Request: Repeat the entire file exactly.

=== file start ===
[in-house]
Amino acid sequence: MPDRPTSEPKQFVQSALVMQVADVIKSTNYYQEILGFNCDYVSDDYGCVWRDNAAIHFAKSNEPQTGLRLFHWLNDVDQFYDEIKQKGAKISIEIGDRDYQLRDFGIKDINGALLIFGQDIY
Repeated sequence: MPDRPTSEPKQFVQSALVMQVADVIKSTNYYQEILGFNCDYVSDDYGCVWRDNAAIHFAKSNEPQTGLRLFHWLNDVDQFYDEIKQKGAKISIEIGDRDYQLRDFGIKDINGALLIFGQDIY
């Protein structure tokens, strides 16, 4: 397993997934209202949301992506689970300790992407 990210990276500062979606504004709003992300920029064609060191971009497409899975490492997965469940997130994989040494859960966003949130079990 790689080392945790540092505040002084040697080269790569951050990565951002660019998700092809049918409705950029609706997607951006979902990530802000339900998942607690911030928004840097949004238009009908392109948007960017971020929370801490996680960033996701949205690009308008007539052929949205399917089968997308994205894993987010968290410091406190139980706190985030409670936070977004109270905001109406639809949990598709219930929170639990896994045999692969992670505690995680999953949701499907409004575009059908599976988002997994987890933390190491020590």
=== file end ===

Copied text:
[in-house]
Amino acid sequence: MPDRPTSEPKQFVQSALVMQVADVIKSTNYYQEILGFNCDYVSDDYGCVWRDNAAIHFAKSNEPQTGLRLFHWLNDVDQFYDEIKQKGAKISIEIGDRDYQLRDFGIKDINGALLIFGQDIY
Repeated sequence: MPDRPTSEPKQFVQSALVMQVADVIKSTNYYQEILGFNCDYVSDDYGCVWRDNAAIHFAKSNEPQTGLRLFHWLNDVDQFYDEIKQKGAKISIEIGDRDYQLRDFGIKDINGALLIFGQDIY
């Protein structure tokens, strides 16, 4: 397993997934209202949301992506689970300790992407 990210990276500062979606504004709003992300920029064609060191971009497409899975490492997965469940997130994989040494859960966003949130079990 790689080392945790540092505040002084040697080269790569951050990565951002660019998700092809049918409705950029609706997607951006979902990530802000339900998942607690911030928004840097949004238009009908392109948007960017971020929370801490996680960033996701949205690009308008007539052929949205399917089968997308994205894993987010968290410091406190139980706190985030409670936070977004109270905001109406639809949990598709219930929170639990896994045999692969992670505690995680999953949701499907409004575009059908599976988002997994987890933390190491020590």